The name Anne Wills is synonymous with Adelaide television.
She began her career on ‘the box’ in 1965, just a few years after television started in Adelaide and has been either on our TV screens or some other media entertaining us for more than 40 years.
Legend has it that it’s a career that might never have started. She was first spotted by Channel 9 programme manager Rex Heading performing during the 1964 Telethon Quest and a few days later he called her out of the blue inviting her to come into the studios to audition as the weather girl. Anne assumed it was a prank call and didn’t bother going in. “So I was sitting at home after work the next day and the phone rang and it was this person claiming to be Rex Heading again,” Anne recalls”. I still didn’t believe it and I asked him to give me the number for the station and told him I would ring him back, just to make sure it was legitimate, and I rang back and there he was. I realised that it was Rex, that he was for real”.
Anne reflected on her 47 rears on Adelaide TV in an article published by the Advertiser in 2012. “The audition was terrible. I had a cold sore at the time, I was trying to cover it up. I was so self-conscious. I had trouble with some of the words.
“There were no autocues or anything like that but I did it and went back to Para Hills where we were living at the time and thought that nothing would come of it.” But, the next day, she was told she had the job. Even then, Anne didn’t think she would be working in television forever. She gave herself six months in TV, after which she intended to return to her childhood home, a dot in the Pacific called Ocean Island, part of the Kiribati group of islands not far from Nauru.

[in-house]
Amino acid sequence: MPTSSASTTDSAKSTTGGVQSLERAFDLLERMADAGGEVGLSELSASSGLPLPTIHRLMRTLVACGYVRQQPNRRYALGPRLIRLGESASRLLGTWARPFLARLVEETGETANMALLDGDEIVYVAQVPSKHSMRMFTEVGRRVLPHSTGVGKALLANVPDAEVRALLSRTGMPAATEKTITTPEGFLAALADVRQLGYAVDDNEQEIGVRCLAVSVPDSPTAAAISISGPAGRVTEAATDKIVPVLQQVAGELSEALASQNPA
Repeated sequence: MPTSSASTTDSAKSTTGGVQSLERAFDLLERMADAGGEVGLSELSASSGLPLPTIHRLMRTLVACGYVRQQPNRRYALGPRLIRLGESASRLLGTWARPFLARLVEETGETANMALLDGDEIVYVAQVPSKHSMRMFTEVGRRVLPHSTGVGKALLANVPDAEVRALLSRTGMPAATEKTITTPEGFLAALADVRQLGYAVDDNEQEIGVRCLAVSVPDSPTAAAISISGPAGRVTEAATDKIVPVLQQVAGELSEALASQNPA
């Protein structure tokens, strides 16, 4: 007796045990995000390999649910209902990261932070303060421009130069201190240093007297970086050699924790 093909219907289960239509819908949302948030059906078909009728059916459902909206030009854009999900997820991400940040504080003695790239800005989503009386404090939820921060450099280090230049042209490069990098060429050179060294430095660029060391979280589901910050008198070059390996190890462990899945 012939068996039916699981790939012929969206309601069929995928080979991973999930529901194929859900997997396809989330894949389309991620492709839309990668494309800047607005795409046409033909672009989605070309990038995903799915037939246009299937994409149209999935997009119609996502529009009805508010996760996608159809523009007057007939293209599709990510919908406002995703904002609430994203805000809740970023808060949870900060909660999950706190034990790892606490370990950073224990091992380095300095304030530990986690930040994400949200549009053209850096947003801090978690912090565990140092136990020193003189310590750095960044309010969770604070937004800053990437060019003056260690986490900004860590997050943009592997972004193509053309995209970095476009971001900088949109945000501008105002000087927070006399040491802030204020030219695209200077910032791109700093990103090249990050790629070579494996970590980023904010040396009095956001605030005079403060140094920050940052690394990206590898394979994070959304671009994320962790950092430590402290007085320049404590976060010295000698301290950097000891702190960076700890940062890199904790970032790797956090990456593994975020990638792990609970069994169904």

“When I started as weather girl they gave me no parameters or instructions for the job, other than telling me not to swear. They just told me to be myself. The luckiest part was that the newsreader was Kevin Crease, God rest his soul, who was just the world’s loveliest man. He would say ‘Now here’s Anne’ and he would have this smirk on his face and then I would throw back to him and there was always a bit of funny banter there.
Anne soon caught the eye of Ernie Sigley who was hosting Wheel of Fortune and had been trying out different girls as co-hosts. He asked her to come on the show.
She recalls: “I came out and he said ‘And now here’s Willsy!’ and he said ‘How’s things?’ and I said ‘Things are good Ernie, how are yours?’ And off we went. I haven’t been Anne since I worked with Ernie. It’s been Willsy since 1965.”
With 19 Logies sitting on the shelf Anne finds she still can’t get from one end of the street to the other without being stopped for a chat, and even gets pulled up by fans if she dares to leave the house without her trademark oversized earrings.
Longtime friend and agent Terry Lindblom, says that the reason Anne has endured is because she makes people feel good about life: “People love Willsy, she has made so many people in SA so happy.”
She cerainly has!